Local Love: Fox and Cats
One of the biggest complaints I hear from musicians is that they don’t get enough local press, or local airplay. So, now that terrestrial radio is almost dead, local bands just need a little work to get on to places like Spotify, Pandora, or even iTunes. One band that’s taken these steps and has gotten plenty of press from places like Absolute Punk and Highlight Magazine is Houston’s own Fox & Cats.
The first time I saw Fox & Cats, it was at the request of lead singer, Josh Willems. “You should come see my band. We’re a duo, I sing and my friend plays drums, she’s good,” he said. I remember thinking how lame it would be to see some twenty year old girl faintly play the drums like Meg White, or even worse, that it would be some singer songwriter sort of affair. Let me go on record as saying that I was way off. When I did get around to seeing them, it was in a small room at a house party. I remember the drum kit placed on a rug atop a wood floor. Within about ten seconds, I saw three things that made me realize not to “judge a book,” by description at least. First off, they were a solid unit and definitely changed my mind about duos, as their songs were fully formed and catchy. Secondly, his friend, Nicole; beat the kit like it owed her money, and she did so in a manner that wasn’t archaic. And third, she kept moving the drums with every lick, so she had to constantly move the throne while never missing a beat; proving she was a consummate musician in her own right.
Back in April, the pair traveled to Atlanta, to record at The Looking Glass studio with Kory Gable, a guy with an impressive list of indie acts under his belt. So, the daunting task of capturing the full Fox & Cats sound on record, would be at the hands of a guy who has worked with Senses Fail, Major League, and Darkest Hour, to name a few. The end result is “This Is Your Brain On Love,” an E.P. that is catchy, melodic, and a great listen. It truly encapsulates the band’s sound, along with added instrumentation and backing vocals, making a straightforward and hook fueled six songs.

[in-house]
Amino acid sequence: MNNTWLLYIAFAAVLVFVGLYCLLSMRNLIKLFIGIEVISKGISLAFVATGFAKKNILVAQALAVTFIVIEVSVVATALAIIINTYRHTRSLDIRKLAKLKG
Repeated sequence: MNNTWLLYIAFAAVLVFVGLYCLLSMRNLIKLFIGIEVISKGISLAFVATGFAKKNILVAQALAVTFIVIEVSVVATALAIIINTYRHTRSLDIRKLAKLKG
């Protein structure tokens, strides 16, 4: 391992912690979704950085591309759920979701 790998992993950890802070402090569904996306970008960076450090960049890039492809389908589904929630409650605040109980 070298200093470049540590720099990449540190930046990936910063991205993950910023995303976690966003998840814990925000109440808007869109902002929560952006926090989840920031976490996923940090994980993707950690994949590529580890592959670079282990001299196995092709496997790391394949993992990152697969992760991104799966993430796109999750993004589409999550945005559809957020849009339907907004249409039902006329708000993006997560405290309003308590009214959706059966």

Though the stand alone track in my opinion is second offering, “This Is Your Brain On Love,” though, it’s difficult to pick a favorite when you can easily hum along with any of the six songs within. Willems does a great job of mixing rock guitar and straightforward vocals. It’s a short and sweet example of what the band offers their listeners, clocking in at under twenty five minutes. You’ll hear earnest vocals in the vain of Max Bemis, pop hooks like they were penned by Benjamin Orr, and even melodies that would rival anything Evan Dando has written. The mark of good music is when it’s over, it almost commands another listen; and “This Is Your Brain On Love” definitely does so.
The E.P. is available at all the usual online spots, but you’d do better to just catch Fox & Cats live when they open for Kevin Devine downstairs at Fitzgerald’s on November 7th. For twelve bucks, you can catch Devine’s full band sound of melody and support local music at the same time. Devine released two albums on the same day, both have already charted in the Billboard 200, and this might be your last chance to see him this intimately before he blows up. You can get your own physical copy of Fox & Cats’ E.P., maybe a shirt, and hopefully not witness a drum kit move across the floor. Or maybe if you’re lucky, you will.